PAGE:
Most of us don’t think too much about the floors we walk upon – unless they are not level, squeak when we walk on them, or are too bouncy.
Traditionally wood floors have been framed with dimensional lumber (2×6, 2×8, etc.), usually spaced 16 inches on center. Often floor joist span limitations are not based upon the strength of the lumber (the ability to carry a load), but upon deflection criteria. Building codes limit floor deflection to L/360, where “L” is the length of the span, in inches.
The “stiffest” (by MOE – Modulus of Elasticity values) commonly used framing lumber is Douglas Fir. A #2 grade Douglas-Fir 2×12, 16 inches on center will span 18’1” when carrying standard residential loads. An L/360 deflection event, would cause the center of one of these floor joists to deflect as much as 6/10ths of an inch!
Lumber is organic, so it varies in consistency from one board to the next. It also varies in size, and it is not unusual for a dimensional variance of over ¼ inch, from one end of a board to another. Combine this with the probability some of the boards will be crowned the wrong way, and it means an uneven floor will result.
One of our friends lives in a fairly new home. In the hallway between her kitchen and the sleeping areas, there is a good ½ inch dip in the floor – more than noticeable when walking across it!
I first used floor trusses in my own pole building almost 20 years ago. My trusses were designed so they were only 1-1/2” thick, but the 30 foot span trusses are only 24 inches in depth. They allowed me to create some unique interior areas, without the need for columns inside the building.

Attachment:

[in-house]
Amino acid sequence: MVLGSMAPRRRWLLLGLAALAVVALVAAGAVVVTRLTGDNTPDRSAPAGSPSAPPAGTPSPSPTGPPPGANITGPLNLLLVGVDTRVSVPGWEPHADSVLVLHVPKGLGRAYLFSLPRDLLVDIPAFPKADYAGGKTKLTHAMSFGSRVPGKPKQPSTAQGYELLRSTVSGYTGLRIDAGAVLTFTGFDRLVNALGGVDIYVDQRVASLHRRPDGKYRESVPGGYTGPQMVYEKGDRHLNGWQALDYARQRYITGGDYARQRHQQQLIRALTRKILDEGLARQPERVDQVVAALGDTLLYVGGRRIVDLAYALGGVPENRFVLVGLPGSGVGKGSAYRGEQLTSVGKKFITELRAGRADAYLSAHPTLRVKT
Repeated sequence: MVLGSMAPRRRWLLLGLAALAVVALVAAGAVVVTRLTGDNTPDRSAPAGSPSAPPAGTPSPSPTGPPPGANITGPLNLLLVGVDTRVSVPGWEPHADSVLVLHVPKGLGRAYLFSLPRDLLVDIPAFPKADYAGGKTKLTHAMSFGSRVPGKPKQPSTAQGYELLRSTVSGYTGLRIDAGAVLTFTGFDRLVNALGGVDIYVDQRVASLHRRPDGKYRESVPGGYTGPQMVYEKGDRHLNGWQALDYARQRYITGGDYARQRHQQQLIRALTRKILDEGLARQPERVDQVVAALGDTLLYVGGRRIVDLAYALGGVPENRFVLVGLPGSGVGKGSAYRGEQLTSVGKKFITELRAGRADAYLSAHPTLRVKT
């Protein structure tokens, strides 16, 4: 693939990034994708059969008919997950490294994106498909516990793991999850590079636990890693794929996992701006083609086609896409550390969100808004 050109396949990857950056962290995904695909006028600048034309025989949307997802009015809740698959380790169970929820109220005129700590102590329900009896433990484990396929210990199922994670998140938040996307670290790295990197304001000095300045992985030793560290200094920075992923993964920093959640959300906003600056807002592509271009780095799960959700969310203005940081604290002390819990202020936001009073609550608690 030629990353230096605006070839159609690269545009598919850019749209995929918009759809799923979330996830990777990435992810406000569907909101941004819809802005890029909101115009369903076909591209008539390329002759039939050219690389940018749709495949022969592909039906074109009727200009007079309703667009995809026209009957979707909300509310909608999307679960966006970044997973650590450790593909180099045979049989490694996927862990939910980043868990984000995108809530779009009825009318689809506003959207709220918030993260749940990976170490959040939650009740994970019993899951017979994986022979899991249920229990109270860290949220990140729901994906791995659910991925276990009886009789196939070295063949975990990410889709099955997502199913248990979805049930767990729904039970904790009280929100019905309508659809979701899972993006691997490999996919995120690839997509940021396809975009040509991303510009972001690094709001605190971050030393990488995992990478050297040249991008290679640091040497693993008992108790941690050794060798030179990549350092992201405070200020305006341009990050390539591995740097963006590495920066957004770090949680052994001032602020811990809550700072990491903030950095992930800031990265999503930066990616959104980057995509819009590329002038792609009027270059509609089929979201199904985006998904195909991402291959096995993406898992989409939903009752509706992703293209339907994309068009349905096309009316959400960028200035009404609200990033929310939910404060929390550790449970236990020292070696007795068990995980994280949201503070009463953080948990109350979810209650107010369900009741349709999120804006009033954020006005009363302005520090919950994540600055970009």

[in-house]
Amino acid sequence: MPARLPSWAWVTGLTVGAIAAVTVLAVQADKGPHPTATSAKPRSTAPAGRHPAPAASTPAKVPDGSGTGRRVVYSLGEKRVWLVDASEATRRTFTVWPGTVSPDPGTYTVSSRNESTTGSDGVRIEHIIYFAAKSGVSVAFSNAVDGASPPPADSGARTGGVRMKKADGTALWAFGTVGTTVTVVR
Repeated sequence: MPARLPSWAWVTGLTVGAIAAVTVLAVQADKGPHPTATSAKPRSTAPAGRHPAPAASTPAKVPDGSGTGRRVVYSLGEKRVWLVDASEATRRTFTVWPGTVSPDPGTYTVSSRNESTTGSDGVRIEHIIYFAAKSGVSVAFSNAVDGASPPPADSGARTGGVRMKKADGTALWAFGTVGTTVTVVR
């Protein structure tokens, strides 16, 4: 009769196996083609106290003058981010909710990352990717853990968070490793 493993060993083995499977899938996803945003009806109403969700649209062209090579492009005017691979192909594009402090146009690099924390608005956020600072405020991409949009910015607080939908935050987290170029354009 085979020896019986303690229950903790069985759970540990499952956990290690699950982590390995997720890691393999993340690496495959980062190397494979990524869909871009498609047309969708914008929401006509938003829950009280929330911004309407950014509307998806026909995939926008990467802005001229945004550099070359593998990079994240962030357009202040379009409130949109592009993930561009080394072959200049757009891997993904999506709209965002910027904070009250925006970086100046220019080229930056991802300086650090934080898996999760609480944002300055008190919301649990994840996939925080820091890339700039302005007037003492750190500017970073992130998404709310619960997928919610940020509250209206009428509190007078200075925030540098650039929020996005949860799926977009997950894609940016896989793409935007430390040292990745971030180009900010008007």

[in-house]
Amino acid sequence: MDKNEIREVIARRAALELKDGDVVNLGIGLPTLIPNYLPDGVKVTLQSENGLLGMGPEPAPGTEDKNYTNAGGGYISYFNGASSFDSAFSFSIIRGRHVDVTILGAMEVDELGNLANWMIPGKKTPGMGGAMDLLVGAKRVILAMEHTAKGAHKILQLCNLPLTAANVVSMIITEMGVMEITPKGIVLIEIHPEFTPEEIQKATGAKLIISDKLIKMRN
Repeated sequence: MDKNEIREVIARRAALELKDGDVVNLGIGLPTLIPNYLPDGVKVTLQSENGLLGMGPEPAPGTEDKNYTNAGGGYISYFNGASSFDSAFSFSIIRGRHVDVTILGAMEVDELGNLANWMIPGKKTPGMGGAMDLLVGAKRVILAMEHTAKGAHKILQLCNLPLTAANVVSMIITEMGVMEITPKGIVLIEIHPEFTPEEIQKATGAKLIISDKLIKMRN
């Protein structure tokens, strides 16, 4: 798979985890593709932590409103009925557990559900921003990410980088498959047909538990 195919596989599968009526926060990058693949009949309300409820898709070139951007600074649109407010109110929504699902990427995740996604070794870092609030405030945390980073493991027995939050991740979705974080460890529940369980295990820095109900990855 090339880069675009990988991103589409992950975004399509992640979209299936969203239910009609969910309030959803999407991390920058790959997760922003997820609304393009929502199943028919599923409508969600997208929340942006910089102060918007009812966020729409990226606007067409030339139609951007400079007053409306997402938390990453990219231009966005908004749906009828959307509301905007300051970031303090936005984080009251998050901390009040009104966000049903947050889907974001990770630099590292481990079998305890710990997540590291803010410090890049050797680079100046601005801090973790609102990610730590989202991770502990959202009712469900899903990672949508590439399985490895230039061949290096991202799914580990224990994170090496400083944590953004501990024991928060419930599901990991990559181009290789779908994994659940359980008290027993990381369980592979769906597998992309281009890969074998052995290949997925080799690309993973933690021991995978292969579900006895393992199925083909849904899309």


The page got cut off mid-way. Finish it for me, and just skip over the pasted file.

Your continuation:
When we built our home in South Dakota, we utilized floor trusses again – here to span 48’ (yes 48 feet)! We live upstairs in a gambrel building, with a clearspan ½ court basketball court size garage downstairs!
A few years ago, my oldest son Jake needed a new garage – his mom convinced him the design would be so much better with a mother-in-law apartment upstairs. We used 4×2 (2x4s turned flat) floor trusses to span the 24 foot width!
I’d forgotten how fast a trussed floor can be done – until Jake used them for the support of the second floor in the addition he is now putting on his home. In a matter of just a couple of hours, the entire 24 by 32 floor was framed and ready for sheathing. All of the ductwork can be run through the open truss webs, making for nice clean ceilings downstairs.
Considering a second floor loft in a pole building? Don’t want posts down below to get in the way of full space utilization? Then floor trusses may be the answer.
Make sure to allow adequate height for the thickness of the trusses. As a rough rule-of-thumb, I plan upon one inch of thickness, for every foot of span. While it will nearly always be less, it is better to design for having a couple of extra inches, than not enough.